A marketer walks into a bar …
She wants to meet cowboys, so she’s wearing her cowboy boots. She’s also interested in runners, so she’s wearing her running tights.
Artists and surfers are both cool, so she’s wearing a paint-splattered shirt over her bikini top to attract them.
And she’s a fan of the San Francisco Giants, so she’s wearing a Giants baseball cap to attract fellow fans.
She’s come prepared. She wants to meet the man of her dreams, and he could be a cowboy, a runner, an artist, a surfer, and/or a Giants fan. She’s not sure which of these he’ll be, so she’s covered all her bases.
Yet, she ends up at the bar drinking alone.
She doesn’t know why. Do you?
Trying to Be Everything to Everybody Doesn’t Work
I hear many business people say that “everybody” is their ideal client. “Anybody” can use their products or services.
This isn’t targeted marketing, and it won’t work very well, because there’s no focus.
While it may be true that everybody and anybody CAN use their products, it’s almost certainly also true that not everybody DOES.
Instead of focusing on the huge, generic “everybody” target market, which has to broaden and dilute your marketing message to be essentially worthless, you’ll get much better results when you focus your efforts on a single segment of your market.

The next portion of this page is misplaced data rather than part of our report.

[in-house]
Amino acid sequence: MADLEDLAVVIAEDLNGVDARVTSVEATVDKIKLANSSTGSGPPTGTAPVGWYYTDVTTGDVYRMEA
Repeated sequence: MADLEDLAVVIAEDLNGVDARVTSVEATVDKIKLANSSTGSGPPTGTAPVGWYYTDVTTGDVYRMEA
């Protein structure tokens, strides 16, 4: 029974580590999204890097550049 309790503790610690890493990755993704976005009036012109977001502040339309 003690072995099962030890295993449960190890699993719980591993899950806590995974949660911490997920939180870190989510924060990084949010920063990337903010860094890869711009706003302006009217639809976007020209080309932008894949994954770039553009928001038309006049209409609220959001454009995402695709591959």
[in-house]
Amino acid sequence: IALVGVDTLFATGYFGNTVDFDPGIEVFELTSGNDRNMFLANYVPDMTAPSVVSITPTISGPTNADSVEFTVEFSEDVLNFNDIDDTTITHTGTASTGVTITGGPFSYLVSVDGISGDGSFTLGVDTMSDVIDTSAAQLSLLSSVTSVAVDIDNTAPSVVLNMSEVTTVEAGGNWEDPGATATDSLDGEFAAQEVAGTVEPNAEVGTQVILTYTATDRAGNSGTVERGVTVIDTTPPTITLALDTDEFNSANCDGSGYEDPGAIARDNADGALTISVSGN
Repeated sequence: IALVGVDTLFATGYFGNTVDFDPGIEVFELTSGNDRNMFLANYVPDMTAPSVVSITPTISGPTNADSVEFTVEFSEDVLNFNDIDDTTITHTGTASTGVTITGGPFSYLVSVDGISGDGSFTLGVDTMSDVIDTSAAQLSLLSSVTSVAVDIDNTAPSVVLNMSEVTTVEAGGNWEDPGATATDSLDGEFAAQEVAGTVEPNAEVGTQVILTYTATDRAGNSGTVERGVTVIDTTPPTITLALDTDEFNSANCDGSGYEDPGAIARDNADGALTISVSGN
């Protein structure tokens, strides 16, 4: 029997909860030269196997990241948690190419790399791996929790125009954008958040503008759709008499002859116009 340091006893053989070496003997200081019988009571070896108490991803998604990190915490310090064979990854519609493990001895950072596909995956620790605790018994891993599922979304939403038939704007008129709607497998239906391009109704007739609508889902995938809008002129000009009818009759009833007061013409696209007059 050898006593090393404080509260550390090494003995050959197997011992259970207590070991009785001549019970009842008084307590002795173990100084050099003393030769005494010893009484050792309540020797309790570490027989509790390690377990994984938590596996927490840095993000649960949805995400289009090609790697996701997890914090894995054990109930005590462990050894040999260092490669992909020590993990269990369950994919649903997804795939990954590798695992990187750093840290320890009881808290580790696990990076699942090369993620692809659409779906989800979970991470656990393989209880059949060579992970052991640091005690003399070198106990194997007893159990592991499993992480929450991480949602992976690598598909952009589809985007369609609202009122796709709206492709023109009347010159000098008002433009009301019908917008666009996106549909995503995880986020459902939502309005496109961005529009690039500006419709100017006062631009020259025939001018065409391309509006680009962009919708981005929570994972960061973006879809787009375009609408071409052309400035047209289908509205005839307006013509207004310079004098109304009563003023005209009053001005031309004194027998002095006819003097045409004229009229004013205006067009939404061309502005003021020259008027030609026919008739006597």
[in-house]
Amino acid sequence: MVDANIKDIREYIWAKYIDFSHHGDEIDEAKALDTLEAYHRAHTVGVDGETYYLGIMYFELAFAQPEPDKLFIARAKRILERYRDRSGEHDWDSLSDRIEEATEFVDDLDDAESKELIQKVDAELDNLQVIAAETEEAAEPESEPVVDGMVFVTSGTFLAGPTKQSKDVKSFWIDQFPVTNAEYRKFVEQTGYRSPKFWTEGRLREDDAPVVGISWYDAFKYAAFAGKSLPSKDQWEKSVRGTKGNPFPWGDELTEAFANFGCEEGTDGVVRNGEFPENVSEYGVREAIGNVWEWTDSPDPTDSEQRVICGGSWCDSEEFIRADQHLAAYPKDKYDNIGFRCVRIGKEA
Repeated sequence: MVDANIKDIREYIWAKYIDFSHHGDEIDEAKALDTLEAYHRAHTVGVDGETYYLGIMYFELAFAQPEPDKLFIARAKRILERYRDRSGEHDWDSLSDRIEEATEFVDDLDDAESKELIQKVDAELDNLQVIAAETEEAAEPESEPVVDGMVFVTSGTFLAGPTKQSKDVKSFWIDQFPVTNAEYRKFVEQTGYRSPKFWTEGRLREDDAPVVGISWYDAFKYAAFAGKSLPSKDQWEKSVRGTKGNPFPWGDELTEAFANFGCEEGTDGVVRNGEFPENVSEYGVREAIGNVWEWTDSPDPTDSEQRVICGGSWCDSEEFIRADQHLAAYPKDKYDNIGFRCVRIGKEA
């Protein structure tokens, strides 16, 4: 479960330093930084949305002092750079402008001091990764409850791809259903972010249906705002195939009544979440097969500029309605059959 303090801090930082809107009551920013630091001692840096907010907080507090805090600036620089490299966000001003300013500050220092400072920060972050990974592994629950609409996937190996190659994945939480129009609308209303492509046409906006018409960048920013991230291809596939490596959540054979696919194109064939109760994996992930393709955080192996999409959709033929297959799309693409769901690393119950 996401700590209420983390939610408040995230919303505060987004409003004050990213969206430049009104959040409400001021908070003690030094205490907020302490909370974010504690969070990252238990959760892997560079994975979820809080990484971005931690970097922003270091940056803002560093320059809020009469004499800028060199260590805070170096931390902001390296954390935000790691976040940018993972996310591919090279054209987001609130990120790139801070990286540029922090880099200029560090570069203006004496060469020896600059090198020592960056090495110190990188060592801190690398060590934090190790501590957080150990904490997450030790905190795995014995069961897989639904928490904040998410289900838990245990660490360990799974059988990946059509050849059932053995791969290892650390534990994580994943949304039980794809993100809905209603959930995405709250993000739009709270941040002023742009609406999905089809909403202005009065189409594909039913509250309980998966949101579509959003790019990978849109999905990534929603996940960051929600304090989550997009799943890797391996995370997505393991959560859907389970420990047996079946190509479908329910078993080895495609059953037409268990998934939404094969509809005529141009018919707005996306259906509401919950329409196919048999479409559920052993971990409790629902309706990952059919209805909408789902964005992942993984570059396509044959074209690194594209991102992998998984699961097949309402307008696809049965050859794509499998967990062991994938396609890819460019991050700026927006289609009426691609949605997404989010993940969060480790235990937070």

What types of clients are most profitable for your business?
Who do you enjoy the most?
If you could, which of your customers would you like to clone?
Answering these questions will help you pinpoint which segment of your customer base you should be focusing more of your attention on.
Segmentation Focuses Your Efforts For Better Results
Get laser focused on a single segment for a single marketing campaign. Then do separate targeted campaigns for each additional segment that you want more business in.
When you can speak directly to a specific prospect’s needs, wants, and desires … when you can make your marketing message emotionally compelling by making your prospect feel like you are talking specifically to them …
That’s when marketing magic happens.
If our marketer had worn her cowboy boots, a cowboy hat, and appropriate other clothing to a cowboy bar, she probably would’ve had better luck attracting the cowboy that she wanted to meet.
If she wore her Giants cap with a Giants jersey and went to a sports bar, she might have met a fellow Giants fan.
If she’d narrowed her focus on a single target, she probably wouldn’t have ended up drinking alone.
Michele Peterson, owner of Exactly Write, is a professional freelance copywriter, direct response marketing strategist and coach. She helps clients attract ultra-qualified prospects and convert them into loyal-for-life customers. She is currently accepting new clients. Contact her today to get started with a complimentary 30-minute consultation.